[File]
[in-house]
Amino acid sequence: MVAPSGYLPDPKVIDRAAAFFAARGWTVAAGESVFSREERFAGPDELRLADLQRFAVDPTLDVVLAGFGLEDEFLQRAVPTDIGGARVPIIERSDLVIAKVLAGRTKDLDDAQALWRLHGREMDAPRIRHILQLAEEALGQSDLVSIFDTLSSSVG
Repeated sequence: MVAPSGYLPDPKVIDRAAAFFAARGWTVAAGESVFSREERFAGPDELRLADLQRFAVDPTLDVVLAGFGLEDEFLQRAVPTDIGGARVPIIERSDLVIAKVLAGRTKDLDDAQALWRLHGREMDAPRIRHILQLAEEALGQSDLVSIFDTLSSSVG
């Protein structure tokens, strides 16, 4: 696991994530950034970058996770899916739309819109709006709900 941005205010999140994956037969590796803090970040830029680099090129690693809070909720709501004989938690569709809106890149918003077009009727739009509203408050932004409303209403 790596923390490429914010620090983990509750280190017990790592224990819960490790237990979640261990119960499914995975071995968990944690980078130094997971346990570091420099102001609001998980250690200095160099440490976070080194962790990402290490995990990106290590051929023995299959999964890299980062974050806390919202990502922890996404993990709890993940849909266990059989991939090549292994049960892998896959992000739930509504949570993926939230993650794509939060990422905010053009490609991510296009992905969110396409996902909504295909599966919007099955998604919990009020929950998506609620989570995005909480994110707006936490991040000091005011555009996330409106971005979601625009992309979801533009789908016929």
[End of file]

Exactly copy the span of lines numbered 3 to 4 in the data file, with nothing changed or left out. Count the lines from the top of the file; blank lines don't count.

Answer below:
Repeated sequence: MVAPSGYLPDPKVIDRAAAFFAARGWTVAAGESVFSREERFAGPDELRLADLQRFAVDPTLDVVLAGFGLEDEFLQRAVPTDIGGARVPIIERSDLVIAKVLAGRTKDLDDAQALWRLHGREMDAPRIRHILQLAEEALGQSDLVSIFDTLSSSVG
């Protein structure tokens, strides 16, 4: 696991994530950034970058996770899916739309819109709006709900 941005205010999140994956037969590796803090970040830029680099090129690693809070909720709501004989938690569709809106890149918003077009009727739009509203408050932004409303209403 790596923390490429914010620090983990509750280190017990790592224990819960490790237990979640261990119960499914995975071995968990944690980078130094997971346990570091420099102001609001998980250690200095160099440490976070080194962790990402290490995990990106290590051929023995299959999964890299980062974050806390919202990502922890996404993990709890993940849909266990059989991939090549292994049960892998896959992000739930509504949570993926939230993650794509939060990422905010053009490609991510296009992905969110396409996902909504295909599966919007099955998604919990009020929950998506609620989570995005909480994110707006936490991040000091005011555009996330409106971005979601625009992309979801533009789908016929």